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Frank Holmes

Frank Holmes

Frank Holmes is CEO and chief investment officer of U.S. Global Investors, Inc., which manages a diversified family of mutual funds and hedge funds specializing…

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Gold Is Beating Buffett’s Berkshire Hathaway

Gold

Way back in January, I showed you that the price of gold had beaten the S&P 500 Index over a number of different time periods, including the month, quarter, year… and even the century (so far!).

Last week it was brought to my attention recently—in a tweet by Charlie Bilello, director of research at Pension Partners—that the yellow metal has also outperformed arguably the greatest living investor, Warren Buffett.

For the 20-year period, gold has returned more than 485 percent, beating Warren’s Berkshire Hathaway, which was up 426 percent.

Granted, gold saw an unusually strong rally in the 2000s, while equities were knocked down hard during the dotcom bubble and financial crisis. But that’s precisely my point. Those who had the prudence to diversify their portfolios during this period—and not just in gold but also bonds, real estate and more—were in much better shape than some other investors.

No Stranger to Silver

Most investors are aware that Buffet is an infamous gold bear. But what some might not know is that he was once a silver bull for a time.

The Midwest, where Buffett is from, has an historical affinity to silver over gold. In 1997 and 1998, Buffet and Berkshire amassed a record silver stockpile of 129.7 million ounces, which actually caused a shortage of the metal and drove up lease rates. In Berkshire’s 1998 letter to shareholders, Buffet wrote that in the prior year the company’s silver position “produced a pre-tax gain of $97.4 million for us.”

Buffet bought silver when it was under $5 an ounce and sold around the $13 mark in 2006. Turns out Buffet was early to sell, as silver hit its peak of $50 just a few years later in 2011. Why make a big bet on silver and shy away from gold? Especially since gold has been the second best performing asset class, behind REITs, for the 20-year period. Perhaps Buffett will rethink his strategy.

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Retail investors are certainly rethinking theirs. We’re seeing greater appetite for gold and gold-backed investments right now as concerns of a global economic slowdown gain momentum. Not only has the price of gold been up for five of the past six months—it’s down so far in September—but August fund flows into bullion-backed ETFs were the highest in more than a year. North American gold ETFs rose by nearly 78 tonnes (2.7 million ounces) last month, totaling 122.3 tonnes worldwide, according to the World Gold Council (WGC).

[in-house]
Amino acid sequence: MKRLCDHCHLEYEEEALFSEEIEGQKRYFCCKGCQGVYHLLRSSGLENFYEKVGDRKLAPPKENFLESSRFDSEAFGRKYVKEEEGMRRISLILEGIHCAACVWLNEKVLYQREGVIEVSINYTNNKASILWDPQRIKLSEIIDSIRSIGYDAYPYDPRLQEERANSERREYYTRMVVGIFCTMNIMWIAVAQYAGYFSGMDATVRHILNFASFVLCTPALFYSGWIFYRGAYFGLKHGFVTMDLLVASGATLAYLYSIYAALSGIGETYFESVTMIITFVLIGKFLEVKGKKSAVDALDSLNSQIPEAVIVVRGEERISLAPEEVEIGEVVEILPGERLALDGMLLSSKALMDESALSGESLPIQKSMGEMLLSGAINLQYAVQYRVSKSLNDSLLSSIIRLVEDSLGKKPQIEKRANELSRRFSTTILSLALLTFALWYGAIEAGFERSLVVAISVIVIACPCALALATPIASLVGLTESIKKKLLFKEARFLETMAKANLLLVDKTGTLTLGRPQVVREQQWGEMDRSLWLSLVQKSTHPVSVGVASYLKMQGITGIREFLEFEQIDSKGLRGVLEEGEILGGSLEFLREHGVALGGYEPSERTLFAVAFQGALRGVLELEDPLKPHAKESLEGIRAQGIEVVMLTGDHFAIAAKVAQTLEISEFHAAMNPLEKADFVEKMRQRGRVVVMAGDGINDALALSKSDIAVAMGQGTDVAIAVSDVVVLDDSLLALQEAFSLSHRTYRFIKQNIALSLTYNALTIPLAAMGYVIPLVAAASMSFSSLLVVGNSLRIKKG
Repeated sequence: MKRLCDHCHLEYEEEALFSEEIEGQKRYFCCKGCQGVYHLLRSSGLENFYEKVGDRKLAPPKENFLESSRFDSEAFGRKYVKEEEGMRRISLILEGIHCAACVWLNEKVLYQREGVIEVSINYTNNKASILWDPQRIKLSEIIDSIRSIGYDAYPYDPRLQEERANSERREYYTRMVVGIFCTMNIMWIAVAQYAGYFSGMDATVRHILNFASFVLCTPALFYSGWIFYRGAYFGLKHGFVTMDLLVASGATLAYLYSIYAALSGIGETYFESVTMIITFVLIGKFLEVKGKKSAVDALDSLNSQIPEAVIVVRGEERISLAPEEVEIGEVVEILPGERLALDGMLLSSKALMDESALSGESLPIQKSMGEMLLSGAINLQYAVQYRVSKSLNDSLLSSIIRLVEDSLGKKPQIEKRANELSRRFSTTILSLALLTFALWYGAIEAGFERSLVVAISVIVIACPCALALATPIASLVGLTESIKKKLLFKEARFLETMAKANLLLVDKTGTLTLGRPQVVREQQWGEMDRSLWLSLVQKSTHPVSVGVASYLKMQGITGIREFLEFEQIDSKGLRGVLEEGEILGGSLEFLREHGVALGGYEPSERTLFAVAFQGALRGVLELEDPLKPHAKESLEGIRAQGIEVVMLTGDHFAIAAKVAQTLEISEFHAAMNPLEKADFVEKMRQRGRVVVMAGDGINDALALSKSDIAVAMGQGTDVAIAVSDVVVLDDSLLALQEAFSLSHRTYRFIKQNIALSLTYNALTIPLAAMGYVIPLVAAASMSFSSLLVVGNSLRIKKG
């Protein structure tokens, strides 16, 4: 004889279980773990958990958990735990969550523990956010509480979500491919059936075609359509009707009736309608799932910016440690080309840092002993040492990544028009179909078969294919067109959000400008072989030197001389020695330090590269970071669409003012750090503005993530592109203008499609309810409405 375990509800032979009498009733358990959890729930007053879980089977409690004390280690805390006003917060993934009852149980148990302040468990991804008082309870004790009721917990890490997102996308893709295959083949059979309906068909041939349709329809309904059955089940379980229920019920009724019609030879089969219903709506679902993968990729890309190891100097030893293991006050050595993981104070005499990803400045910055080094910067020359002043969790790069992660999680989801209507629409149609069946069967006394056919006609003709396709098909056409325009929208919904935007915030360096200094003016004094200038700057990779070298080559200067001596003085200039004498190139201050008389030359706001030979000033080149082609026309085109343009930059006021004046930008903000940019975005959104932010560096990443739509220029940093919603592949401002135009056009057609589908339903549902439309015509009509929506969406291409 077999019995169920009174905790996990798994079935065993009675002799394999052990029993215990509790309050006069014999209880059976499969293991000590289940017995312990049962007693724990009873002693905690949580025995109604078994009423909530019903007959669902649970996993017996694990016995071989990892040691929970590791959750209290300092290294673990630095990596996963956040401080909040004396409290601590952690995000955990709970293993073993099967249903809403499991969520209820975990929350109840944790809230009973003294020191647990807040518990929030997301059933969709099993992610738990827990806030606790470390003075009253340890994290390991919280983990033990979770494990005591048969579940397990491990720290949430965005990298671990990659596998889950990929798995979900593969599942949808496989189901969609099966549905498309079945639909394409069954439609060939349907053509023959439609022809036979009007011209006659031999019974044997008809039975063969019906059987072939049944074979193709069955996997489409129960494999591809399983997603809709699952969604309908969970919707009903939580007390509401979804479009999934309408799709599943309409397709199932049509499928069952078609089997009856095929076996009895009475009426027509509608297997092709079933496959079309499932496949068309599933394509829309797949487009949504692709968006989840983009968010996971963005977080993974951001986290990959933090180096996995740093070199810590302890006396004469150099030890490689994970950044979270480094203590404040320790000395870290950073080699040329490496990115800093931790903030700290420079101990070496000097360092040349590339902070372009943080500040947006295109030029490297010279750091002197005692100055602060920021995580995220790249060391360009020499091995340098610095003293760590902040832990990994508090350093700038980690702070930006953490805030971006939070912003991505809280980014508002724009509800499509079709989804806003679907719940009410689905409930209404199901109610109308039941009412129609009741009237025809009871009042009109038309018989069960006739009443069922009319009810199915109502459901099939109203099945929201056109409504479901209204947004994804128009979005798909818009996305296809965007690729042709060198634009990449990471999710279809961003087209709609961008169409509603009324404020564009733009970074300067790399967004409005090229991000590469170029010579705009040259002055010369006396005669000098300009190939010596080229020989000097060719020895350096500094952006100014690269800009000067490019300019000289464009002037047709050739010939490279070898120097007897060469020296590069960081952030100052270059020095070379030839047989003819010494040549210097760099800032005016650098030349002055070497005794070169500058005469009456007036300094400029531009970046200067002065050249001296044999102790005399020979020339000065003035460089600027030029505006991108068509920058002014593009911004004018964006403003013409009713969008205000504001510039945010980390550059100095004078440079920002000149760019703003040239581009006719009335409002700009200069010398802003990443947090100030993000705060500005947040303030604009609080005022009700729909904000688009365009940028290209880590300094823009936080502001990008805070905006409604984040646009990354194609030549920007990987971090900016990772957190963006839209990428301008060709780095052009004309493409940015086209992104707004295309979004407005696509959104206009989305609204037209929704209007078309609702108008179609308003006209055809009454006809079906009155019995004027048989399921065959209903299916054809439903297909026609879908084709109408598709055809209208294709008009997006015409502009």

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In India, gold ETFs attracted the most money in more than six years “as investors poured in money seeking safe havens amid record high domestic prices and a slowdown in the economy,” Bloomberg reports this week. August net inflows rose to 1.45 billion rupees ($20 million), the most since December 2012.  

Russia’s Gold Stash Is Now Worth More Than $100 Billion

Retail investors aren’t the only ones in accumulating mode. Central banks, led by those in China and Russia, continue to load up on the yellow metal to diversify away from the U.S. dollar. Russia has quadrupled its gold reserves in the past decade, according to Bloomberg, and in the past year the reserves’ value has jumped 42 percent to $109.5 billion. Related: Security Breach Reveals Crypto Mining In Ukrainian Nuclear Plant

“There is a massive substitution of U.S. dollar assets by gold—a strategy which has earned billions of dollars for the Bank of Russia just within several months,” comments Vladimir Miklashevsky, a strategist at Danske Bank.

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Meanwhile, China has added some 100 tonnes of gold to its reserves since it resumed purchases in December as a way to hedge against the trade war with the U.S.

I’ve made this point before, but it’s worth repeating: China’s official gold holdings represent only 2.8 percent of its foreign reserves as of this month. This is one of the lowest percentages among world banks. Gold held by the U.S., by comparison, represents more than three quarters of its total foreign reserves. What this means is that the People’s Bank of China (PBOC) still has mountains of gold to buy before its finances are adequately diversified. I can see China’s activity lending support for the price of gold for a long time to come.

Citigroup: Gold Could Hit $2,000 “in the Next Year or Two”

Speaking of support, perceived risks of a global recession and the likelihood that the Federal Reserve will lower rates to 0 percent could be enough to push gold up to a record $2,000 an ounce, according to Citigroup.

“We expect spot gold prices to trade stronger for longer, possibly breaching $2,000 an ounce and posting new cyclical highs at some point in the next year or two,” Citi analyst Aakash Doshi wrote in a note dated September 10, and reported by Bloomberg.

I agree with Citi’s projection. Last week I joined fellow goldwatchers Peter Schiff and Imaru Cassanova on Liz Claman’s Countdown to the Close, and I pointed out that gold is looking more and more attractive as central banks pursue easy money policies. When governments offer you a negative rate of return, that automatically makes gold much more appealing. What’s more, I think this easing cycle has just begun.

By Frank Holmes

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